gcis:findingProcess "The chapter was developed through technical discussions of relevant evidence and expert deliberation of the report authors at several workshops, teleconferences, and email exchanges. Authors considered inputs and comments submitted by the public, the National Academies of Sciences, and Federal agencies. For additional information on the overall report process, please see Appendices <a href=\"https://health2016.globalchange.gov/node/103\">2</a>-<a href=\"https://health2016.globalchange.gov/node/104\">3</a>.<br/><br/> The health outcomes selected and prioritized for the chapter were based primarily on those that had substantial peer-reviewed literature to support statements. While many connections between changes in extreme events due to climate change and human health impacts appear intuitive, in some cases there may not be a robust body of peer-reviewed literature to support statements about direct effects. For example, while it is believed that droughts have the ability to impact water quality, which could in turn impact health, there are few studies documenting specific health consequences in the United States.<br/><br/>In addition, due to space constraints, the authors did not intend to exhaustively identify all possible health impacts from every type of extreme event addressed in this chapter. Instead, the authors have provided an overview of possible impacts from different types of extreme events and provided a framework for understanding what additional factors (for example, population vulnerability, existing quality of infrastructure, etc.) can exacerbate or reduce adverse health outcomes. <br/><br/>Due to limited space and the uncertainty around future projections of tornadoes, we do not include detailed discussion of this topic in this chapter. We recognize that tornadoes can cause significant infrastructure damage and significant health impacts, and understanding how climate change will impact tornado intensity, frequency, and geographic distribution is an area of active scientific investigation."^^xsd:string;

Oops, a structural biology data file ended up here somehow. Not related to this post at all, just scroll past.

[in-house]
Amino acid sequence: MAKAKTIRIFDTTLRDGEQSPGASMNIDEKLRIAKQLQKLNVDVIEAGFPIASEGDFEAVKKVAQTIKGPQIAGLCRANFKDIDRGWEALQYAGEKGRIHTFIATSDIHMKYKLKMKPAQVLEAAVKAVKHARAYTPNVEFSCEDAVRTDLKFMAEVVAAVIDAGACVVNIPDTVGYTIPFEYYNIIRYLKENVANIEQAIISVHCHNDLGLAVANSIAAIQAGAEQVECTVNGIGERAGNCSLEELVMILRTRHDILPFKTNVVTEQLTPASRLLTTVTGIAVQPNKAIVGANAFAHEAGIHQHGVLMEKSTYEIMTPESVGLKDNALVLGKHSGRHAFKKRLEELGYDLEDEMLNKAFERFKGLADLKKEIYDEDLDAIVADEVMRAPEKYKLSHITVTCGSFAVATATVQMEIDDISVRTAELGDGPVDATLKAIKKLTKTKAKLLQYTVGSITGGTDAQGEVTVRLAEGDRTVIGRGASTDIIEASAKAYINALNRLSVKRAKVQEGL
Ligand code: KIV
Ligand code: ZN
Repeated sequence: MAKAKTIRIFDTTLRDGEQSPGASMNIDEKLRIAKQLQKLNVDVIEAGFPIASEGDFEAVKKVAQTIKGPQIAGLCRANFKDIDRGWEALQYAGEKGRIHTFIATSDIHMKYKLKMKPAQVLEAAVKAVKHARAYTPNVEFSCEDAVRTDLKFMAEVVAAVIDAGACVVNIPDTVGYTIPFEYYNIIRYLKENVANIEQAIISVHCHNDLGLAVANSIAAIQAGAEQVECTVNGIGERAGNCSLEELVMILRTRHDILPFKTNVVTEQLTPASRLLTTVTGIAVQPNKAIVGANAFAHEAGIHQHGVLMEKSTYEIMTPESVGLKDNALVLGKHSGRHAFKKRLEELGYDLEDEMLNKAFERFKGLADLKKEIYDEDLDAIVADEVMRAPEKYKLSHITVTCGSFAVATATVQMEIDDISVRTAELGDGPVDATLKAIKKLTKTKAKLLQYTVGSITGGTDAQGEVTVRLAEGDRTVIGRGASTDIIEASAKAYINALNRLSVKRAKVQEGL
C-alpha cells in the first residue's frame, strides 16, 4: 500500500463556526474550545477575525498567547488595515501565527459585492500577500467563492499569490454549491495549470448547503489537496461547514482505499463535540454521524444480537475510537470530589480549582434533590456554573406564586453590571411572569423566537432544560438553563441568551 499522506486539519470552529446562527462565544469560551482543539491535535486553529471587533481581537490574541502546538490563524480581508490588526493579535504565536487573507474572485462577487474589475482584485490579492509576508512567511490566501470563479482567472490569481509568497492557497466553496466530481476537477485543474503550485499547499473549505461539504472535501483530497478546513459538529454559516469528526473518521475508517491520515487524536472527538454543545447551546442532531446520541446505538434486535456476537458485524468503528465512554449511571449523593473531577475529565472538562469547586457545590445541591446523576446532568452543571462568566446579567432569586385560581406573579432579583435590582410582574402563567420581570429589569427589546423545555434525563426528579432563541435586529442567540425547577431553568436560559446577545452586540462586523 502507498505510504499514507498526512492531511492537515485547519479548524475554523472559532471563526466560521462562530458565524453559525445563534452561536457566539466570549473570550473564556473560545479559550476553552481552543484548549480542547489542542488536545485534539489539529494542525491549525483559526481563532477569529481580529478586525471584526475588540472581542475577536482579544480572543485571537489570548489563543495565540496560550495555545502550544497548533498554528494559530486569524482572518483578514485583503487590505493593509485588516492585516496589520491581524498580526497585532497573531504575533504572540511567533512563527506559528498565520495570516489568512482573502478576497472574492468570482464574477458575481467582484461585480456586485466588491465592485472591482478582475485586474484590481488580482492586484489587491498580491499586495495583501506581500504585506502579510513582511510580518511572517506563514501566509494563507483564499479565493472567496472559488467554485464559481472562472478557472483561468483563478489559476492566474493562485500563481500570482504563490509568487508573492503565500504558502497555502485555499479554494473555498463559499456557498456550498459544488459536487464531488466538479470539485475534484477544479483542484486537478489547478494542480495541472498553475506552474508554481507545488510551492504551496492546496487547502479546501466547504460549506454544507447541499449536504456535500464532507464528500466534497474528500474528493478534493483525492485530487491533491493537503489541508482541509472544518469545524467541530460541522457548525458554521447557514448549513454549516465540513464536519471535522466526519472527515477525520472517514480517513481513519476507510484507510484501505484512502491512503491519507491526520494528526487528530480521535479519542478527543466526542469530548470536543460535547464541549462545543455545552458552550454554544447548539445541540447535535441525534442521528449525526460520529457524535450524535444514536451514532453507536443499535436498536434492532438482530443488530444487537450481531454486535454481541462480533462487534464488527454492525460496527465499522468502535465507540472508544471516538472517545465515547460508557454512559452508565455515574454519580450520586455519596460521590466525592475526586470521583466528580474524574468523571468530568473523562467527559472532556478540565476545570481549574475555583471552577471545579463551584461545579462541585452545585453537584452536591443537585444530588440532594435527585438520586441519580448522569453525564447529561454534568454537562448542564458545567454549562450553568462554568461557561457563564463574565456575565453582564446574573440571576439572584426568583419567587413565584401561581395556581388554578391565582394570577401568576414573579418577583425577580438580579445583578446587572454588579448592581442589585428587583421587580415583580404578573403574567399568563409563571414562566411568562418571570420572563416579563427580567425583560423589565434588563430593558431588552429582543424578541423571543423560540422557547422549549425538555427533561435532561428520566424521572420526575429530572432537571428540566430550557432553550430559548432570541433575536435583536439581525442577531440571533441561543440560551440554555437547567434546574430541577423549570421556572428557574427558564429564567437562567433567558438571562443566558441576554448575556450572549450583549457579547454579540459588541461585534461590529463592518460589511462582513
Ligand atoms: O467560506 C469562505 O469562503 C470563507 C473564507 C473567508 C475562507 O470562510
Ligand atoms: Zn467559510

gcis:descriptionOfEvidenceBase "The Third National Climate Assessment (2014 NCA) provides the most recent, peer-reviewed assessment conclusions for projected increases in the frequency and/or intensity of extreme precipitation, hurricanes, coastal inundation, drought, and wildfires in the United States. To the extent that these extreme events are projected to increase in some regions of the United States, people are expected to be at greater risk of exposure to health hazards. <br/><br/>Flooding associated with extreme precipitation, hurricanes, and coastal storms is expected to increase in some regions of the United States due to climate change, thereby increasing exposure to a variety of health hazards. The health impacts of floods and storms include death, injury, and illness; exacerbation of underlying medical conditions; and adverse effects on mental health. <br/><br/>Climate change is projected to lengthen or intensify droughts, especially in the Southwest, which may increase exposure to a broad set of health hazards. The potential health impacts of drought include: illness associated with reduced water quality and quantity  and reduced air quality, associations with increased rates of some infectious diseases, and adverse mental health impacts. <br/><br/>Large, intense wildfires will occur more frequently in some regions of the United States, particularly in the western United States and Alaska, and this is expected to increase exposure to wildfire-related health risks. The health impacts of wildfire include death, injury, and illness, including exacerbation of underlying medical conditions."^^xsd:string;